“Now therefore, while the youthful hue
Sits on thy skin like morning dew,
And while thy willing soul transpires
At every pore with instant fires,
Now let us sport us while we may,
And now, like amorous birds of prey,
Rather at once our time devour
Than languish in his slow-chapped power.
Let us roll all our strength and all
Our sweetness up into one ball,
And tear our pleasures with rough strife
Thorough the iron gates of life:
Thus, though we cannot make our sun
Stand still, yet we will make him run.”
Andrew Marvell, The Complete Poems

Edgar Allan Poe
“Twas noontide of summer,
And mid-time of night;
And stars, in their orbits,
Shone pale, thro' the light
Of the brighter, cold moon,
'Mid planets her slaves,
Herself in the Heavens,
Her beam on the waves.
I gazed awhile
On her cold smile;
Too cold–too cold for me-
There pass'd, as a shroud,
A fleecy cloud,
And I turned away to thee,
Proud Evening Star,
In thy glory afar,
And dearer thy beam shall be;
For joy to my heart
Is the proud part
Thou bearest in Heaven at night,
And more I admire
Thy distant fire,
Than that colder, lowly light.”
Edgar Allan Poe, The Complete Poetry

Jarod Kintz
“A Letter to Andre Breton, Originally Composed on a Leaf of Lettuce With an Ink-dipped
Carrot

On my bed, my green comforter
draped over my knees like a lumpy turtle,
I think about the Berlin Wall of years that separates us.
In my own life, the years are beginning to stack up
like a Guinness World Record’s pile of pancakes,
yet I’m still searching for some kind of syrup to believe in.
In the shadows of my pink sheet, I see your face, Desnos’ face,
and two clock faces staring at each other. I see a gaping wound
that ebbs rose petals, while a sweaty armpit
holds an orchestra. Beethoven, maybe.
A lover sings a capella, with the frothiness of a cappuccino.
Starbucks, maybe. There’s an hourglass, too, and beneath the sands
lie untapped oil reserves. I see Dali’s mustache,
Magritte’s pipe, and bowling shoes, which leaves the question--
If you could time travel through a trumpet, would you find
today and tomorrow too loud?”
Jarod Kintz, A Letter to Andre Breton, Originally Composed on a Leaf of Lettuce With an Ink-dipped Carrot

Μανόλης Αναγνωστάκης
“Ξέρω: κηρύγματα καὶ ρητορεῖες πάλι, θὰ πεῖς.
Ἔ ναὶ λοιπόν! Κηρύγματα καὶ ρητορεῖες.

Σὰν πρόκες πρέπει νὰ καρφώνονται οἱ λέξεις

Νὰ μὴν τὶς παίρνει ὁ ἄνεμος.”
Μανόλης Αναγνωστάκης

Thomas Hardy
“If Galileo had said in verse that the world moved, the inquisition might have let him alone.”
Thomas Hardy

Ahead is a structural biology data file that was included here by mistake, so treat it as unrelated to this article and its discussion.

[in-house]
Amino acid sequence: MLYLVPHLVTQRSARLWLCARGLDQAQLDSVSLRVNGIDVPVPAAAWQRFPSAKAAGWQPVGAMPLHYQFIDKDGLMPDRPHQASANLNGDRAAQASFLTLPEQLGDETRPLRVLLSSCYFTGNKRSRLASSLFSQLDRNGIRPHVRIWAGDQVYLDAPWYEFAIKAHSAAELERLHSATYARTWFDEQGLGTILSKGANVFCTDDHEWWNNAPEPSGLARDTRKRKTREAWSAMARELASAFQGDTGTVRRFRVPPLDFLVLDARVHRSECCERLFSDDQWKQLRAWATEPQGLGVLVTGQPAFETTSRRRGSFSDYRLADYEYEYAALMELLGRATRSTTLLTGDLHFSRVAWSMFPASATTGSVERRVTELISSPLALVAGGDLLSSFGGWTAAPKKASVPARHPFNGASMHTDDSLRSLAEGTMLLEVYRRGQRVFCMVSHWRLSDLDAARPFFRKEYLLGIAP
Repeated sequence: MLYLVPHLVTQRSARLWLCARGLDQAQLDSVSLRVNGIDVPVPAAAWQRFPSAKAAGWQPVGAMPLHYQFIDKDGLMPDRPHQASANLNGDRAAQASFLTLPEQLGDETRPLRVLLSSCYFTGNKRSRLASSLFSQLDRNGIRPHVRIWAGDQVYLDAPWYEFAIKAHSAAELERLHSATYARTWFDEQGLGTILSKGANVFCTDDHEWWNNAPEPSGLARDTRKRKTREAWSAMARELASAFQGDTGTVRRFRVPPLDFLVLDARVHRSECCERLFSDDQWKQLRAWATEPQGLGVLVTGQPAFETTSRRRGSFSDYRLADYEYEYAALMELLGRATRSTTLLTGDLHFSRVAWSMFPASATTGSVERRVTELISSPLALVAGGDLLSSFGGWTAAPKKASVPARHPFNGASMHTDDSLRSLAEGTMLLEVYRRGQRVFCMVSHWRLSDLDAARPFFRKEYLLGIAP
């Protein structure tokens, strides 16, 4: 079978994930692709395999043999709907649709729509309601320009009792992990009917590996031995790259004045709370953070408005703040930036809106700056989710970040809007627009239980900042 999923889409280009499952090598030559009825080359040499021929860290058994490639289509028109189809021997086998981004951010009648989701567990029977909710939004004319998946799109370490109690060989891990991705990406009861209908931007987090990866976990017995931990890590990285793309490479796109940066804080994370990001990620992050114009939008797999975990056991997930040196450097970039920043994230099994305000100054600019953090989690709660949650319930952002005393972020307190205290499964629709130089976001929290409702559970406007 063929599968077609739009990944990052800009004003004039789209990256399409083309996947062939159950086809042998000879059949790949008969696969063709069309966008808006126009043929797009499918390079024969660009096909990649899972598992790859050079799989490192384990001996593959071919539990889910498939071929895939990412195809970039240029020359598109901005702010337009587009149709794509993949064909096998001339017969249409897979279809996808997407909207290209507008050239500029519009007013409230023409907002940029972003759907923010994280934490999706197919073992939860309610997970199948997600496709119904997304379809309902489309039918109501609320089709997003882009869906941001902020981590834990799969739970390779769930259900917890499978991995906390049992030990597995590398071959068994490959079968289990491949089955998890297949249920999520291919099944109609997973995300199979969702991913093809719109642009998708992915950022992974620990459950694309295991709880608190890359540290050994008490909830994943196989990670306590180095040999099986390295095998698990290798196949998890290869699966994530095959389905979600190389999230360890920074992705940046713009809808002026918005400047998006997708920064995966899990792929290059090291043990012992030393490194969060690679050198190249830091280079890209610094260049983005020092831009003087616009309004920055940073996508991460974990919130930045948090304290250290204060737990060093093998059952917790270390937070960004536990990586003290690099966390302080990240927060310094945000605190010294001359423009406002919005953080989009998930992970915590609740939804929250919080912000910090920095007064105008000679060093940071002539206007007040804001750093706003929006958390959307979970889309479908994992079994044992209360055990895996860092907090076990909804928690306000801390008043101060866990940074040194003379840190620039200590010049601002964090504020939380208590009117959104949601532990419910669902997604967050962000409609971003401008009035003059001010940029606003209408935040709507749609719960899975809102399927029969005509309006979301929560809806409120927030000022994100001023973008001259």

Mahmoud Darwish
“I love women whose hidden desires make horses put an end to their lives at the threshold”
Mahmoud Darwish, Unfortunately, It Was Paradise: Selected Poems

Henry Wadsworth Longfellow
“Lives of great men all remind us
We can make our lives sublime,
And, departing, leave behind us
Footprints on the sands of time;

Footprints, that perhaps another,
Sailing o'er life's solemn main,
A forlorn and shipwrecked brother,
Seeing, shall take heart again.”
Henry Wadsworth Longfellow, Voices of the Night

C.P. Cavafy
“Άλλα ζητεί η ψυχή σου, γι’ άλλα κλαίει·”
C.P. Cavafy, Collected Poems

Richard Hugo
“Don’t write with a pen. Ink tends to give the impression the words shouldn’t be changed.

Write with what gives you the most sensual satisfaction.

Write in a hard-covered notebook with green lined pages. Green is easy on the eyes. Blank white pages seems to challenge you to create the world before you start writing. It may be true that you, the modern poet, must make the world as you go, but why be reminded of it before you even have one word on the page?

Don’t erase. Cross out rapidly and violently, never with slow consideration if you can help it.

Start, as some smarty once said, in the middle of things.

Play with syntax.

Never want to say anything so strongly that you have to give up the option of finding something better – if you have to say it, you will.

Read your poem aloud many times. If you don’t enjoy it every time, something may be wrong.

If you ask a question, don’t answer it, or answer a question not asked, or defer. (If you can answer the question, to ask it is to waste time).

Maximum sentence length: seventeen words.

Minimum: One.

Don’t be afraid to take emotional possession of words. If you don’t love a few words enough to own them, you will have to be very clever to write a good poem.”
Richard Hugo, The Triggering Town: Lectures and Essays on Poetry and Writing